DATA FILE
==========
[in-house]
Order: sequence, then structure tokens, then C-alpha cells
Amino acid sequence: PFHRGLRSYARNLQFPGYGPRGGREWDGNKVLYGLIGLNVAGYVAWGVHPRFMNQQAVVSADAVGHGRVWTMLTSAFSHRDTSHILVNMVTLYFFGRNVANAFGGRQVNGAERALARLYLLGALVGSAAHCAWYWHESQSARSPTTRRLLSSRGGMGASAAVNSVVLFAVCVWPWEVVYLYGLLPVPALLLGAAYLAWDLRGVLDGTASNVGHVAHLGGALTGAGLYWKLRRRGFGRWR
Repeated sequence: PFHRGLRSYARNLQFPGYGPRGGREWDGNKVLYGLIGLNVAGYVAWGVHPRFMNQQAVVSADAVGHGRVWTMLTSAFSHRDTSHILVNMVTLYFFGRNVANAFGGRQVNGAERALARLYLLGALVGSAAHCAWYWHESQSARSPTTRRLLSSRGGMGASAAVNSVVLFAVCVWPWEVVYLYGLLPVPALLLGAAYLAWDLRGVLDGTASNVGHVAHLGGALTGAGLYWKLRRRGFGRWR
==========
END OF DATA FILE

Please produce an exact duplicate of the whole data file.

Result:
[in-house]
Order: sequence, then structure tokens, then C-alpha cells
Amino acid sequence: PFHRGLRSYARNLQFPGYGPRGGREWDGNKVLYGLIGLNVAGYVAWGVHPRFMNQQAVVSADAVGHGRVWTMLTSAFSHRDTSHILVNMVTLYFFGRNVANAFGGRQVNGAERALARLYLLGALVGSAAHCAWYWHESQSARSPTTRRLLSSRGGMGASAAVNSVVLFAVCVWPWEVVYLYGLLPVPALLLGAAYLAWDLRGVLDGTASNVGHVAHLGGALTGAGLYWKLRRRGFGRWR
Repeated sequence: PFHRGLRSYARNLQFPGYGPRGGREWDGNKVLYGLIGLNVAGYVAWGVHPRFMNQQAVVSADAVGHGRVWTMLTSAFSHRDTSHILVNMVTLYFFGRNVANAFGGRQVNGAERALARLYLLGALVGSAAHCAWYWHESQSARSPTTRRLLSSRGGMGASAAVNSVVLFAVCVWPWEVVYLYGLLPVPALLLGAAYLAWDLRGVLDGTASNVGHVAHLGGALTGAGLYWKLRRRGFGRWR